Dark Comedy 'The Great' Is the Satirical Take on Russian History You Didn't Know You Needed
The acerbically funny period-set series stars Elle Fanning and Nicholas Hoult — and it lives up to its name.
May 22, 2020
When The Favourite took a chapter of 18th-century history, filtered it through a witty and twisted sense of humour, and brought it all to life with lavish sets, luxurious costuming and a high-profile cast, it instantly attracted attention — and became one of the best films of 2018. Now, The Great is here to roll out the same format on the small screen, this time swapping English royalty for a famed Russian empress. And, sporting savage, satirical humour in spades, it works just as well.
The moniker 'the Great' has popped up plenty of times in Russian history; however there's no doubting who it refers to in this instance: Catherine, formerly Princess Sophie Friederike Auguste von Anhalt-Zerbst-Dornburg of Prussia. As played by Elle Fanning (The Neon Demon, Mary Shelley, Galveston), she hasn't yet ascended to greatness when The Great begins. But, by the time the show's first episode finishes, she's firmly plotting her path.
Sent to Russia to marry reigning emperor Peter III (The Favourite and True History of the Kelly Gang's Nicholas Hoult) and solve her family's money troubles, the educated and idealistic Catherine arrives in her new homeland with a romantic vision of life, her nuptials, her place in the kingdom and her adopted country in general — especially its treatment of women. Alas, instead of marital bliss and being regarded as an equal, she's soon betrothed to a vain, arrogant, brattish ruler who'd rather binge-drink vodka, shoot bears, throw parties and start wars to prove his manliness than spend any real time with his new wife. He's also the kind of guy who describes himself as possessing "a gentle heart and massive cock", then pauses to make sure his ever-present entourage of ass-kissing noblemen furnish him with praise and laughs.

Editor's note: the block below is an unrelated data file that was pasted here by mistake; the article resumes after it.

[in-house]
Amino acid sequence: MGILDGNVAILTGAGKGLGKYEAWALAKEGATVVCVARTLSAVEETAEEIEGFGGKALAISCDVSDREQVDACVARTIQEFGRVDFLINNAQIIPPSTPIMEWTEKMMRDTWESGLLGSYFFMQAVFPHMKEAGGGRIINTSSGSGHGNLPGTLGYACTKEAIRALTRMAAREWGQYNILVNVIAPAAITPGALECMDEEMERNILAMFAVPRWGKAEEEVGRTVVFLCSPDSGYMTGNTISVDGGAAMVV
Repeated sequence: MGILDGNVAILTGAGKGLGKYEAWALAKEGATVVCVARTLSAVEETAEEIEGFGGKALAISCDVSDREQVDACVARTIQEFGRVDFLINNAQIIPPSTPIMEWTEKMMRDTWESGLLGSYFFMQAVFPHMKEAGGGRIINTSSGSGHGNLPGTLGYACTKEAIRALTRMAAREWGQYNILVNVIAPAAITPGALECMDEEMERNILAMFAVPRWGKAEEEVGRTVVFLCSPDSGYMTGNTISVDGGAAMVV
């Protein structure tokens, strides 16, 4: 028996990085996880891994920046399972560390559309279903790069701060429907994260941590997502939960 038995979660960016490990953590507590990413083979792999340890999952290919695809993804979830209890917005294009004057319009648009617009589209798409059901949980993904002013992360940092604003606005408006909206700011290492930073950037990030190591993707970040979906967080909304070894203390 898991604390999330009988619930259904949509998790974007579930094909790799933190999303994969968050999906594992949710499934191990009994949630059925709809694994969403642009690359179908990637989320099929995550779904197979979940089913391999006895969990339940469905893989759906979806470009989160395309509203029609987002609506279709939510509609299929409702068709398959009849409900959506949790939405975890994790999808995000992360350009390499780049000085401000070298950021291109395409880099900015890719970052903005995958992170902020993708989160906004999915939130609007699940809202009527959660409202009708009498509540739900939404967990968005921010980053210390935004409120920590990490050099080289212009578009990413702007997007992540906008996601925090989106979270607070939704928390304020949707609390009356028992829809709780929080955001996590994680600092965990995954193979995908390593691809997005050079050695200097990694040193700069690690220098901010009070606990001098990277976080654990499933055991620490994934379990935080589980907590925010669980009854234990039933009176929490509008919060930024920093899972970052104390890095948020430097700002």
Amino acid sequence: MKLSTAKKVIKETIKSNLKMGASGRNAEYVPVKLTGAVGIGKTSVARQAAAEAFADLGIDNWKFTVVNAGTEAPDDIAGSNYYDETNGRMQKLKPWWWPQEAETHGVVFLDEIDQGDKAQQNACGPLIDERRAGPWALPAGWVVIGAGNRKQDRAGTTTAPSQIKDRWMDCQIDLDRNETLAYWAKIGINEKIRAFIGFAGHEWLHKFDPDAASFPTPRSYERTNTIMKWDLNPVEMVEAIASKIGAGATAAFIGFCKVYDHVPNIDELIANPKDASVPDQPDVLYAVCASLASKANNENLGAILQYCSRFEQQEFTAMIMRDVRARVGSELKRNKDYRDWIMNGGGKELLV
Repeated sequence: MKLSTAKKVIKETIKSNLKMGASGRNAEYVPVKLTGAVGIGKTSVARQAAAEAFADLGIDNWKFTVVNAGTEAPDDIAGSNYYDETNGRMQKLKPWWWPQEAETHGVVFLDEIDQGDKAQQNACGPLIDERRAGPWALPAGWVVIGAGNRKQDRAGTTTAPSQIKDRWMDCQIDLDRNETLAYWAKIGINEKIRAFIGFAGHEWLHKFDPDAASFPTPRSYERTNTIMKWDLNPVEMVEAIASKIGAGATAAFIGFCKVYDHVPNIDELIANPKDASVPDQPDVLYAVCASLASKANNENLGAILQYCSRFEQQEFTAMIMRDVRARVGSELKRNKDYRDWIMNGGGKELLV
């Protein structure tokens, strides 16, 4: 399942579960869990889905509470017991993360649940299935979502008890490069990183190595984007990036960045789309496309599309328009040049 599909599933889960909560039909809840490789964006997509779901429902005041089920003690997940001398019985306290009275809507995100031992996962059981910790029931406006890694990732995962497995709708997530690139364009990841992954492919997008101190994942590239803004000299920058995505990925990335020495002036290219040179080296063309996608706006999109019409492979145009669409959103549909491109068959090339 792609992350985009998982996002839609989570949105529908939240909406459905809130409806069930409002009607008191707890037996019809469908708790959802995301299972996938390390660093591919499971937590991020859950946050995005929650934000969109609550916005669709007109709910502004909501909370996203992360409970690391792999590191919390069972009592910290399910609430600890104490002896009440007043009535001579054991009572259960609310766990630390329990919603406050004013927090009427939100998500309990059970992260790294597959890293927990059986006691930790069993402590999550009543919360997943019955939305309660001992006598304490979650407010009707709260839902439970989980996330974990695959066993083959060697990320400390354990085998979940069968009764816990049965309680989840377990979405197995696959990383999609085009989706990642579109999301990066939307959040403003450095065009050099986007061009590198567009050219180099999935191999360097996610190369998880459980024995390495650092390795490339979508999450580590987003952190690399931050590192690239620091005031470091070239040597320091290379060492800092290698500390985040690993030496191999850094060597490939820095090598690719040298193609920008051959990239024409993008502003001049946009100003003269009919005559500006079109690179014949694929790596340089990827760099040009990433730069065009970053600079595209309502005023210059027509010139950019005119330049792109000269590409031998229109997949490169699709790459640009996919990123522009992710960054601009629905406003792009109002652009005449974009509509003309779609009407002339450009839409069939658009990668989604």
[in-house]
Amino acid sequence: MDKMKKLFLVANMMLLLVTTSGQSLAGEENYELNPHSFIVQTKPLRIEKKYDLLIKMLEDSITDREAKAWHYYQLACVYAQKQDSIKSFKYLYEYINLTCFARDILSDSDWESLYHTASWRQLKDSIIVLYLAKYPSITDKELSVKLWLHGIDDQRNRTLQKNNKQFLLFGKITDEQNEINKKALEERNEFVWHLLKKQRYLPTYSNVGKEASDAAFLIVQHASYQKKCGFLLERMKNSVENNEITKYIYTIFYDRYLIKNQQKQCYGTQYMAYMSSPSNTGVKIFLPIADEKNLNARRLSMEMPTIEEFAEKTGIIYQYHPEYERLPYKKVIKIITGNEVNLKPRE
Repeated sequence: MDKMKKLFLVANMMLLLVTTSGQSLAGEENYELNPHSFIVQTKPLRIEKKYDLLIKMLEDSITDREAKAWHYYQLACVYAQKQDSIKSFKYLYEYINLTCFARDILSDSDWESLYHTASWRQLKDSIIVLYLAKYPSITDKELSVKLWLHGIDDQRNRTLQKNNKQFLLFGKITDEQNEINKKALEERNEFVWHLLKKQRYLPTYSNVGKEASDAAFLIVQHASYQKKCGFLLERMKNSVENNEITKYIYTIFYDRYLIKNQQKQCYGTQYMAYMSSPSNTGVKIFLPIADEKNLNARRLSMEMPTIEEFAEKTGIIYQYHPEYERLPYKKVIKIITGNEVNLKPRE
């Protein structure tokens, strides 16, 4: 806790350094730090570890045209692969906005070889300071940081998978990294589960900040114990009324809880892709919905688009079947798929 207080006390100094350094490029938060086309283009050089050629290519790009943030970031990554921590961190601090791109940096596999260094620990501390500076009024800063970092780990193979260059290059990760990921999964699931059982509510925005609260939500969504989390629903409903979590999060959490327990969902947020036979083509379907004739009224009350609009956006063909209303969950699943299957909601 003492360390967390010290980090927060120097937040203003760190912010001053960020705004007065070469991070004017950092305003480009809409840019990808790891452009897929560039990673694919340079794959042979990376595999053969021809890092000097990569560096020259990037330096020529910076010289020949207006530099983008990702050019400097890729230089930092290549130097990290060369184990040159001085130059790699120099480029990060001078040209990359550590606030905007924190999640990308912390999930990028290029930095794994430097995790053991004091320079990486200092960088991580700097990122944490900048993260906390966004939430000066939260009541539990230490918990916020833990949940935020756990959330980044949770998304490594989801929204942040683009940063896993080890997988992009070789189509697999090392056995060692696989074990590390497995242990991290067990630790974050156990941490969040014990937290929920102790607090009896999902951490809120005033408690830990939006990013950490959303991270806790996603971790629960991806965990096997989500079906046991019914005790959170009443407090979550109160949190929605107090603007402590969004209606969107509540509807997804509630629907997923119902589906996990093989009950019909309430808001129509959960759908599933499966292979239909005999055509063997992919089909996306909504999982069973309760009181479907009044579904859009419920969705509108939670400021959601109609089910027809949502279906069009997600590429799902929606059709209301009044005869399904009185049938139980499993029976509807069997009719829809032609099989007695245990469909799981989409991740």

It's no wonder, then, that when Catherine describes her hopes and dreams for a tender and ecstatic wedding night, her caustic but loyal maid Marial (The Aeronauts' Phoebe Fox) only barely manages not to roll her eyes. The reality of the royal couple's first evening together is definitely no one's fantasy, with Peter thrusting away while he chats to his best friend Grigor (Bohemian Rhapsody and Top End Wedding's Gwilym Lee) about shooting ducks.
Created and written by The Favourite's Oscar-nominated, BAFTA-winning co-scribe Tony McNamara — and based on the Australian playwright, screenwriter and director's 2008 Sydney Theatre Company stage production of the same name — The Great serves up acerbic laughs from the outset, and doesn't let the mood drop. That means sharp, sly and thoroughly self-aware dialogue, an irreverent and cheeky tone, and having ample fun with real-life details. Indeed, The Great's title card notes upfront that the show tells "an occasionally true story". The broad strokes of Catherine's life remain in place, including her progressive plans for Russia and her quest to topple her husband in a coup; however slavish devotion to history is far, far less important than dark comedy, laugh-out-loud lines, a willingness to get silly and viewing Imperial Russia as a farce.
Entertaining, engaging and very easy to binge, The Great also benefits from pitch-perfect casting. In her first comedic role, Fanning is equally luminous, intelligent and calculating, especially when she's scheming her way to the top. But, while the series isn't called Peter III (or "no Peter the Great", as he's dubbed in one episode), Hoult constantly steals the show as the demanding and impetuous frat boy emperor. Also deserving attention: the delightfully sarcastic Fox, Lodge 49's Adam Godley as the manic Archbishop, Hoult's fellow Skins alum Sebastian de Souza as Catherine's approved lover, Iron Fist's Sacha Dhawan as her chief co-conspirator and Australian actress Belinda Bromilow as Peter's offbeat aunt.
Check out the trailer below:
All ten episodes of The Great's first season are available to stream via Stan in Australia and NeonTV in New Zealand.
Top image: Ollie Upton, Hulu
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